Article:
Sunday, October 19, 2008

Bill Clinton a prime suspect for starting housing meltdown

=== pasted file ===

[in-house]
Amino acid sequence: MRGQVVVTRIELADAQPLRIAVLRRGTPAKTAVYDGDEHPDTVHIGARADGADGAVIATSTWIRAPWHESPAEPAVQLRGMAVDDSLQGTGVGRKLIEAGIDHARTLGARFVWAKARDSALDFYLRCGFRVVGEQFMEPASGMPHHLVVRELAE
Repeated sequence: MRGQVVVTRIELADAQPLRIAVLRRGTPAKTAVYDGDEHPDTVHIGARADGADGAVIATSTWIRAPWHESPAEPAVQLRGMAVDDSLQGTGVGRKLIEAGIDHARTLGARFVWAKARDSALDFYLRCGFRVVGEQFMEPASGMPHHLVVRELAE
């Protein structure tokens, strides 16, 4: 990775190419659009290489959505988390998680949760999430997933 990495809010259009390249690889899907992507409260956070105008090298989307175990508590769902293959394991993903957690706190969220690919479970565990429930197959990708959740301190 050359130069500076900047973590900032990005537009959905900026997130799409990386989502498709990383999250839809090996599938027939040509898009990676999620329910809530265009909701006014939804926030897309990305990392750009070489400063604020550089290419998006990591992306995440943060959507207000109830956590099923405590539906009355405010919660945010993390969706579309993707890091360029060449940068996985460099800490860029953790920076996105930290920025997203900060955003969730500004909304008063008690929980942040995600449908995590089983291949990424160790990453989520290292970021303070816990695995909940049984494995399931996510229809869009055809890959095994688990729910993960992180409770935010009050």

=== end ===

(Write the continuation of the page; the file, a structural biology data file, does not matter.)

He "had good intentions." Lower the standards, so people now unqualified will be able to get loans and buy homes. Who will get the blame? The Australian: We are now sitting in the wreckage of the biggest lending bust the world has ever seen. And there's some merit in trying to pinpoint where it all began. And among the prime suspects is former president Bill Clinton's decision in 1999 to put pressure on lenders to widen the pool of home borrowers in the US. An article in The New York Times on September 30, 1999, laid it all out in what now looks like crystal detail. "In a move that could help increase home ownership rates among minorities and low-income consumers, the Fannie Mae corporation is easing the credit requirements on loans that it will purchase from banks and other lenders," the article, by Steven Holmes, began. "The action, which will begin as a pilot program involving 24 banks in 15 markets, including the New York metropolitan region, will encourage those banks to exchange home mortgages to individuals whose credit is generally not good enough to qualify for conventional loans. Fannie Mae officials say they hope to make it a nationwide program by next spring. "Fannie Mae, the nation's biggest underwriter of home mortgages, has been under increasing pressure from the Clinton administration to expand mortgage loans among low and moderate income people and felt pressure from stock holders to maintain its phenomenal growth in profits." It's like listening to a cockpit voice recorder extracted from the tail of some aircraft wreck. The next paragraph notes that banks and mortgage companies had been pressing Fannie Mae to help them make more loans to so-called sub-prime borrowers. Why? Because such people "can only get loans from finance companies that charge much higher interest rates". Don't they say that the road to Hell is paved with good intentions? That story, whose first three paragraphs were reproduced verbatim, was all about the US government trying to help. On top of that, the banks and mortgage companies thought they were doing the borrowers a favour because otherwise they would have been hit with higher rates. What has happened now, with a million empty houses in the US and no sign of prices bottoming out, is the logical consequence of ill-considered positive discrimination on one side of the ledger. Latinos and African Americans are the biggest minorities who were talked about in the article, as it later made clear, and as we know they now make up a disproportionate number of mortgage defaulters in the US housing market. There have been instances of people who don't like minorities saying "I told you so" about what's happened, but there's a very strong argument that it would have happened to any supposed beneficiary of rule bending. If the lenders had focused on helping Southern good ol' boys, by some quirk, we'd probably be looking at an army of confused and unhappy Southern ex-home owners having to park their rocking chairs on other people's verandas. The iron rule of commerce that was ignored was that money should always be lent to people who are going to be able to pay it back, regardless of any other consideration.

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